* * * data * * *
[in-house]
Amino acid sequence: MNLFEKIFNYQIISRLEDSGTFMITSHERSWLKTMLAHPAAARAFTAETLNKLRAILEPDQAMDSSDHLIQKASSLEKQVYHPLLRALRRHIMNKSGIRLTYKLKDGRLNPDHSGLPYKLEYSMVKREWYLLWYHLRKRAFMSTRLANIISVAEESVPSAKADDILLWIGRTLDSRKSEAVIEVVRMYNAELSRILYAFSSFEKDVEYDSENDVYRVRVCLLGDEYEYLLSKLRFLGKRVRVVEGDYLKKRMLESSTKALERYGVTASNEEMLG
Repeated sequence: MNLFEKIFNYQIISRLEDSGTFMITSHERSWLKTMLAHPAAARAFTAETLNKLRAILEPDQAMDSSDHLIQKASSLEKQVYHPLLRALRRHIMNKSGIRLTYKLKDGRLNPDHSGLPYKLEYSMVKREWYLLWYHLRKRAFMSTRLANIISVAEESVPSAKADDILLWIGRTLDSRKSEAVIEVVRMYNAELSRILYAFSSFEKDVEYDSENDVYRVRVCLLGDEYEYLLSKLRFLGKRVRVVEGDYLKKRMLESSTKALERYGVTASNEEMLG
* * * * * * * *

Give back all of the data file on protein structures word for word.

[in-house]
Amino acid sequence: MNLFEKIFNYQIISRLEDSGTFMITSHERSWLKTMLAHPAAARAFTAETLNKLRAILEPDQAMDSSDHLIQKASSLEKQVYHPLLRALRRHIMNKSGIRLTYKLKDGRLNPDHSGLPYKLEYSMVKREWYLLWYHLRKRAFMSTRLANIISVAEESVPSAKADDILLWIGRTLDSRKSEAVIEVVRMYNAELSRILYAFSSFEKDVEYDSENDVYRVRVCLLGDEYEYLLSKLRFLGKRVRVVEGDYLKKRMLESSTKALERYGVTASNEEMLG
Repeated sequence: MNLFEKIFNYQIISRLEDSGTFMITSHERSWLKTMLAHPAAARAFTAETLNKLRAILEPDQAMDSSDHLIQKASSLEKQVYHPLLRALRRHIMNKSGIRLTYKLKDGRLNPDHSGLPYKLEYSMVKREWYLLWYHLRKRAFMSTRLANIISVAEESVPSAKADDILLWIGRTLDSRKSEAVIEVVRMYNAELSRILYAFSSFEKDVEYDSENDVYRVRVCLLGDEYEYLLSKLRFLGKRVRVVEGDYLKKRMLESSTKALERYGVTASNEEMLG